Still, we have to wait and see whether the outcome of yesterday’s local elections and the impression it may create on the general public will have an impact on next Sunday’s elections for the European Parliament and the campaign in the last few days. It should also be noted that the far-right Golden Dawn party appears to be firmly in third place and doing better than published rolling opinion polls show.

Therefore, market participants may have a reason to revise their stance on the Greek political risk if indeed the trend in recent opinion polls holds and the coalition government weakens considerably after next Sunday’s elections. In the latter case, one should not rule out snap elections. That said, one week in politics can be like a century in real life so anything can happen.

Nevertheless, it is only natural for people to be angry with some 27 percent of the labor force being out of work and disposable incomes being cut by some 20 to 30 percent on average since 2009 on the back of tax hikes, pay cuts and tight credit conditions.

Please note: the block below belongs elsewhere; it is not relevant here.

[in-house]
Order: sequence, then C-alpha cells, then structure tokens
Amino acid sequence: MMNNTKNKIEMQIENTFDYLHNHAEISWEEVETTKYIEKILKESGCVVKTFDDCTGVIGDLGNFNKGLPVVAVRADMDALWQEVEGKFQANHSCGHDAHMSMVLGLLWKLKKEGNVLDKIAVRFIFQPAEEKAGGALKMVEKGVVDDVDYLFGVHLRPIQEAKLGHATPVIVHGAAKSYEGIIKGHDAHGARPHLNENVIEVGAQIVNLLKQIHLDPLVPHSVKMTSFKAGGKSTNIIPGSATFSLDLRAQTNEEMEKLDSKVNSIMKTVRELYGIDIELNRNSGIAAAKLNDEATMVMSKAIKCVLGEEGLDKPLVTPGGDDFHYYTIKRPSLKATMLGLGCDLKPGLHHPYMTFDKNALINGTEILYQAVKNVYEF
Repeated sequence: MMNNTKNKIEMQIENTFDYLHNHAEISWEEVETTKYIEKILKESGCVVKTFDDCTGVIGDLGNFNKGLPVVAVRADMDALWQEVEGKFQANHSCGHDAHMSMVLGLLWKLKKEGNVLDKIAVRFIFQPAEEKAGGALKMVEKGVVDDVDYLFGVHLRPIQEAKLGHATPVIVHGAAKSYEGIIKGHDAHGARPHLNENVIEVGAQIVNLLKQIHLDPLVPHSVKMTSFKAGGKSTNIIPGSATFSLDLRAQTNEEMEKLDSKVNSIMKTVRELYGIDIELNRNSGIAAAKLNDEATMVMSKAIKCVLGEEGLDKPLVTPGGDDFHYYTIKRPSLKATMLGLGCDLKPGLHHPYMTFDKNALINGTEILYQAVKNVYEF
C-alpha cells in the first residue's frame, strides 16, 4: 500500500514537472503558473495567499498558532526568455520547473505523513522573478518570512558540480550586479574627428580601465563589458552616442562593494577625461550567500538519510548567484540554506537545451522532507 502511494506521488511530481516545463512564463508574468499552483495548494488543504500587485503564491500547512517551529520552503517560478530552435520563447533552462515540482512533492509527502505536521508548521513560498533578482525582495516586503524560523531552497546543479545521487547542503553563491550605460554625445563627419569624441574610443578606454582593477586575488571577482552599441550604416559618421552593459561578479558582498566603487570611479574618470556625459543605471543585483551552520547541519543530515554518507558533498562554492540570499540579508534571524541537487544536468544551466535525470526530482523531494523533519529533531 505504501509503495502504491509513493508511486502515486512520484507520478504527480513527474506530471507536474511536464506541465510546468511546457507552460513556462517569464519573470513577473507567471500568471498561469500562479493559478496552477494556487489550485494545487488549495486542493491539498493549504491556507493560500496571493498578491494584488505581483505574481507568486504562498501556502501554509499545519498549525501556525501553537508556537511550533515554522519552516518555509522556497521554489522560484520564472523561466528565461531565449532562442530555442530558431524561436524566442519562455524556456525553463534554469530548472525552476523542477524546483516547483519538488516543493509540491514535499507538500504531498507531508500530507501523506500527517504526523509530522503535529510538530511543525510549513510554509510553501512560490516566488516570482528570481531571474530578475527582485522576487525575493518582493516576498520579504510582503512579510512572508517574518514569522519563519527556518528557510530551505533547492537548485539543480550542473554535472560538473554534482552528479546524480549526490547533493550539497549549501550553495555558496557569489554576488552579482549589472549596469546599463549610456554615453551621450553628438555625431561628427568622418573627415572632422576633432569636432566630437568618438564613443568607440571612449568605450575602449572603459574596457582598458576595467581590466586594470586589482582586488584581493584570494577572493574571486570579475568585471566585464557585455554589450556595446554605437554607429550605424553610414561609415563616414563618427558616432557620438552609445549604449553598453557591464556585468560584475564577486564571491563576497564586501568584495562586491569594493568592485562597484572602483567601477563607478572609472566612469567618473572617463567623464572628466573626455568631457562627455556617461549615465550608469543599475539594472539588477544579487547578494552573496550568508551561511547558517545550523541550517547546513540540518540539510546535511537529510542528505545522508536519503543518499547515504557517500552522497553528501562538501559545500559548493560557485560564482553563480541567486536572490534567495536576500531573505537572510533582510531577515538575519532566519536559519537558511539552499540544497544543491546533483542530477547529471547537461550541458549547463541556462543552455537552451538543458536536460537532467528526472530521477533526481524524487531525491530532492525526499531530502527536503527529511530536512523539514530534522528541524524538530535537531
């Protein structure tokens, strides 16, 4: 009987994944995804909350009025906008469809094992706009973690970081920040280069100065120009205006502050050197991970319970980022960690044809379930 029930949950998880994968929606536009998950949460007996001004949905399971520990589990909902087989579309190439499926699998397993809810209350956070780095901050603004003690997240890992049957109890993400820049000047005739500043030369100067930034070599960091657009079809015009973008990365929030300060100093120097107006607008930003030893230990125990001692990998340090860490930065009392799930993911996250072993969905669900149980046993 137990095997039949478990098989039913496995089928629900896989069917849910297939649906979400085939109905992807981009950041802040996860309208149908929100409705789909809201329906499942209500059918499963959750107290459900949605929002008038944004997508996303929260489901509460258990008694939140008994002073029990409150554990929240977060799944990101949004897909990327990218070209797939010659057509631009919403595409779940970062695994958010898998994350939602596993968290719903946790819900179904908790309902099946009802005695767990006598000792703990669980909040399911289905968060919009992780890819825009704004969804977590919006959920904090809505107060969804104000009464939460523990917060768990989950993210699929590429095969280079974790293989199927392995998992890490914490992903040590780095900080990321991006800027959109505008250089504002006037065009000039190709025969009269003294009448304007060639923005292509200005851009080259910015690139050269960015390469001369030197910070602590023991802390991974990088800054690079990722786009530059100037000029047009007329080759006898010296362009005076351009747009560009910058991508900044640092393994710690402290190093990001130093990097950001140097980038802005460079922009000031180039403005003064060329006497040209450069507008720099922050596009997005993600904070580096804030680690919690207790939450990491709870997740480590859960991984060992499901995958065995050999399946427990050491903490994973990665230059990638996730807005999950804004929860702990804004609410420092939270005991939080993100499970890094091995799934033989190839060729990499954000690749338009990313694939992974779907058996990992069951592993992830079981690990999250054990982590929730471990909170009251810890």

On the other hand, some pundits advise caution because politics is volatile and may hide thrills, though not necessarily bad ones. Although swings in opinion polls may justify short-term stock and bond market volatility, they are not a good advisor for medium-to-long-run investments.

So, Greek stocks and bonds may continue to underperform their European peers this week leading up to next Sunday’s elections, as concerns about political instability remain and investor bias toward the underestimation of it is gradually removed. However, investors may be better off to focus on the forest rather than on the trees and to take the medium-to-long term view on the Greek economy regardless of political developments.